Money for schools, hospitals, roads, public works, etc.
Federal funds, grants and support to states, counties and communities are based on population totals and breakdowns by sex, age, race and other factors. Hot Springs will benefit the most when the census counts everyone in our community. When you respond to the census, you will help Hot Springs get its fair share of the more than $675 billion per year in federal funds spent on schools, hospitals, roads, public works and other vital programs.
Businesses use census data to decide where to build factories, offices and stores, and this creates jobs. Developers use the census to build new homes and revitalize old neighborhoods. Local governments use the census for public safety and emergency preparedness. Residents use the census to support community initiatives involving legislation, quality-of-life and consumer advocacy.
Be Counted, for Hot Springs’ Sake
By April 1, 2020, every home will receive an invitation to participate in the 2020 Census. If you are filling out the census for your home, you should count everyone who is living there as of April 1, 2020. This includes any friends or family members who are living and sleeping there most of the time. If someone is staying in your home on April 1, and has no usual home elsewhere, you should count them in your response to the 2020 Census. Please also be sure to count roommates, young children, newborns, and anyone who is renting a space in your home. These people are often missed in the census. This means they can miss out on resources for themselves and their communities over the next 10 years.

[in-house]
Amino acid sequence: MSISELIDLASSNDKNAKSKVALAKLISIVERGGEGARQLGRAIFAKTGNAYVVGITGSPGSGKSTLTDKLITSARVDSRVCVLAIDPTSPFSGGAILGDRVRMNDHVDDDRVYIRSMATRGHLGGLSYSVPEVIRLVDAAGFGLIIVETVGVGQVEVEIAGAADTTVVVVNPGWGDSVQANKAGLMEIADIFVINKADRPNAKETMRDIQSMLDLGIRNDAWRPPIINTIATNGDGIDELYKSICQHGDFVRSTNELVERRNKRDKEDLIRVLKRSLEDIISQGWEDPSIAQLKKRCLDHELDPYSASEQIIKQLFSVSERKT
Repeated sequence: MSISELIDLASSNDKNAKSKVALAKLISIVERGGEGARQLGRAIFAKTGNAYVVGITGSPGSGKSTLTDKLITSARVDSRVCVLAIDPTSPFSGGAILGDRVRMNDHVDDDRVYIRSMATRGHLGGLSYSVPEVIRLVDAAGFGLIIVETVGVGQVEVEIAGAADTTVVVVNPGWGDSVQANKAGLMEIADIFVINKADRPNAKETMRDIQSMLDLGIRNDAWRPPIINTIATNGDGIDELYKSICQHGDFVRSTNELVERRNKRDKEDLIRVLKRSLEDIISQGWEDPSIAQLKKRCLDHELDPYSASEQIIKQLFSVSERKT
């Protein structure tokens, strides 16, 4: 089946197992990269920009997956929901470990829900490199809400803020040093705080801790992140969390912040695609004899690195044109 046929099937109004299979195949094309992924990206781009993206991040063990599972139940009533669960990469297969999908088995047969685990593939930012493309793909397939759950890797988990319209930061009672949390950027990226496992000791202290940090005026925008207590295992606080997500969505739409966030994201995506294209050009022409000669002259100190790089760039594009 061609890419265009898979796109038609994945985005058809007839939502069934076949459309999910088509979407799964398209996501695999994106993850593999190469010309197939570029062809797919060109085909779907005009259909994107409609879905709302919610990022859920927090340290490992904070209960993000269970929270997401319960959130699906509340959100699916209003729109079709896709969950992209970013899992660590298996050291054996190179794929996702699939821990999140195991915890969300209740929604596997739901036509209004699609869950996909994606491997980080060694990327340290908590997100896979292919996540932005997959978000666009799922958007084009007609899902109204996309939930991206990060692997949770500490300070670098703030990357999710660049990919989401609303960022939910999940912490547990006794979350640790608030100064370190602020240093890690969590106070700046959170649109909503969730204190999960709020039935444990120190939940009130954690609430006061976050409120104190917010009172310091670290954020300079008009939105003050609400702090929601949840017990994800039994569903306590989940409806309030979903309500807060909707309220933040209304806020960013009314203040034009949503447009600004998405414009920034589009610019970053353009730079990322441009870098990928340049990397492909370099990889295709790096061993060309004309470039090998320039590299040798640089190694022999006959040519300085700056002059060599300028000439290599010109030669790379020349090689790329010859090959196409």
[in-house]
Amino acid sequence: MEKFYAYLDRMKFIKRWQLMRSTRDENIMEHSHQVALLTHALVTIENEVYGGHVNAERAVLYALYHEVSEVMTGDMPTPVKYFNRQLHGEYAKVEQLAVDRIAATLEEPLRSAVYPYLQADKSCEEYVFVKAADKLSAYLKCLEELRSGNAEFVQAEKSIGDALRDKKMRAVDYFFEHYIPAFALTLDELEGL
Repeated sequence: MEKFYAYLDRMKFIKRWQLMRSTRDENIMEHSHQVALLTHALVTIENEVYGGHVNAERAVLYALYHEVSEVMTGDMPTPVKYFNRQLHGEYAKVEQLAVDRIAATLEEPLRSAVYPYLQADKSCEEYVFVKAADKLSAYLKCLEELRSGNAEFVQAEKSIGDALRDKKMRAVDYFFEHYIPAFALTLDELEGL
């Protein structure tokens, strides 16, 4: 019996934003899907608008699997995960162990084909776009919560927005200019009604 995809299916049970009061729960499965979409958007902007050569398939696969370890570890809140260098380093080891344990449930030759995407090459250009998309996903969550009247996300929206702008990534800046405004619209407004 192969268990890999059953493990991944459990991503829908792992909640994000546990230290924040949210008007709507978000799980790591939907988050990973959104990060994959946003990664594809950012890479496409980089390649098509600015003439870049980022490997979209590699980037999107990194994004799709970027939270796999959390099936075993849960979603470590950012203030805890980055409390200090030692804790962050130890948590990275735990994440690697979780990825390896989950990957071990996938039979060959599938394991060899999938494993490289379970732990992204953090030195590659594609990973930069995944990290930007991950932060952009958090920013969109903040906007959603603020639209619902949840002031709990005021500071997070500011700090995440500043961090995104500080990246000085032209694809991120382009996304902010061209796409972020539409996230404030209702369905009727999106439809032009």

It is important to remember to count any children who are living with you. This includes:
- • All children who live in your home, including foster children, grandchildren, nieces and nephews, and the children of friends (even if they are living with you temporarily).
- • Children who split their time between homes, if they are living with you on April 1, 2020.
- • Newborn babies, even those who are born on April 1, 2020, or who are still in the hospital on this date.
You will have three options for responding:
- • Online.
- • By phone.
- • By mail.
For more information on who to count, visit Who to Count.
Background Information about the U.S. Census
The framers of the Constitution of the United States chose population to be the basis for sharing political power, not wealth or land.
“Representatives and direct Taxes shall be apportioned among the several States which
may be included within this Union, according to their respective Numbers…”
– The Constitution of the United States, Article I, Section 2.
A census aims to count the entire population of a country, and at the location where each person usually lives.
The census asks questions of people in homes and group living situations, including how many people live or stay in each home, and the sex, age and race of each person. The goal is to count everyone once, only once, and in the right place.
Every 10 years, the U.S. Census Bureau conducts a census to determine the number of people living in the United States. The U.S. Census Bureau conducts the census in years ending in zero, on Census Day, which is April 1.
The data collected by the decennial census are used to determine the number of seats each state has in the U.S. House of Representatives. The first U.S. census was in 1790 during the first term of our first president, George Washington. Secretary of State Thomas Jefferson led the effort. The population was 3,929,625, and Congress used these results to apportion 105 seats among 15 states.